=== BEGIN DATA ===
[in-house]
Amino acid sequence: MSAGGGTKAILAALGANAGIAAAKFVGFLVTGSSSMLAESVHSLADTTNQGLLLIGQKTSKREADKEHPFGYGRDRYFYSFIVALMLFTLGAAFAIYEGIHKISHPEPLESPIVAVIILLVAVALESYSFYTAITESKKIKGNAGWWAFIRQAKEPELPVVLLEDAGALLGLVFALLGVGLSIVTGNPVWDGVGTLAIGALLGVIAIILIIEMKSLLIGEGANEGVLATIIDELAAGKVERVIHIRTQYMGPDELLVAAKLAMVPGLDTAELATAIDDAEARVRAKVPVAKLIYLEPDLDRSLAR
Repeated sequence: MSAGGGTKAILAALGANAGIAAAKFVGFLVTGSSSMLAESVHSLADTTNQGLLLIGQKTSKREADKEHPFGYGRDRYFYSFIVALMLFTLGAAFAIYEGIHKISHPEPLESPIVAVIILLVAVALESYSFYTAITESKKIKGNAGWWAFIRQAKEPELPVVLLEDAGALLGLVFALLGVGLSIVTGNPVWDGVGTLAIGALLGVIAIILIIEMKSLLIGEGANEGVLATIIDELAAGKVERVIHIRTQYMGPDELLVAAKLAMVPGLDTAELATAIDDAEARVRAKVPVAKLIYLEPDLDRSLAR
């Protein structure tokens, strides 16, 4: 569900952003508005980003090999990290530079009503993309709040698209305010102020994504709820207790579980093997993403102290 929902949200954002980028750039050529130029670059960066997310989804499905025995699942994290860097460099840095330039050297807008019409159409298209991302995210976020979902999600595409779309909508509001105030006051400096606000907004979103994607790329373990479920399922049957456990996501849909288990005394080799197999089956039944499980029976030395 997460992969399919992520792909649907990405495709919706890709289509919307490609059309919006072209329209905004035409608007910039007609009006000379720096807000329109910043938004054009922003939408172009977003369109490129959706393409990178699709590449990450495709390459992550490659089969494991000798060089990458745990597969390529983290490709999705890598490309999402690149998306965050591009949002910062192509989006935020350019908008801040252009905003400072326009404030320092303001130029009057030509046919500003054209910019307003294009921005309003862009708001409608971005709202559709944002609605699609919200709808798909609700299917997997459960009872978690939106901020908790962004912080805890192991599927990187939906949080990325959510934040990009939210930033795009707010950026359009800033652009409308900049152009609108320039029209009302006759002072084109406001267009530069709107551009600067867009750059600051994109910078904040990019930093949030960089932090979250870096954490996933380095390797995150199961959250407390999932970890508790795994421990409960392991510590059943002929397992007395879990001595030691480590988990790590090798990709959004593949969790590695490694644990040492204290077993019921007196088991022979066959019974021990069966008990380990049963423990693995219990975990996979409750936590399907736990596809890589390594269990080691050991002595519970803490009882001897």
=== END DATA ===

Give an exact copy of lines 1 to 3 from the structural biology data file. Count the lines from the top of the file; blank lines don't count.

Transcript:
[in-house]
Amino acid sequence: MSAGGGTKAILAALGANAGIAAAKFVGFLVTGSSSMLAESVHSLADTTNQGLLLIGQKTSKREADKEHPFGYGRDRYFYSFIVALMLFTLGAAFAIYEGIHKISHPEPLESPIVAVIILLVAVALESYSFYTAITESKKIKGNAGWWAFIRQAKEPELPVVLLEDAGALLGLVFALLGVGLSIVTGNPVWDGVGTLAIGALLGVIAIILIIEMKSLLIGEGANEGVLATIIDELAAGKVERVIHIRTQYMGPDELLVAAKLAMVPGLDTAELATAIDDAEARVRAKVPVAKLIYLEPDLDRSLAR
Repeated sequence: MSAGGGTKAILAALGANAGIAAAKFVGFLVTGSSSMLAESVHSLADTTNQGLLLIGQKTSKREADKEHPFGYGRDRYFYSFIVALMLFTLGAAFAIYEGIHKISHPEPLESPIVAVIILLVAVALESYSFYTAITESKKIKGNAGWWAFIRQAKEPELPVVLLEDAGALLGLVFALLGVGLSIVTGNPVWDGVGTLAIGALLGVIAIILIIEMKSLLIGEGANEGVLATIIDELAAGKVERVIHIRTQYMGPDELLVAAKLAMVPGLDTAELATAIDDAEARVRAKVPVAKLIYLEPDLDRSLAR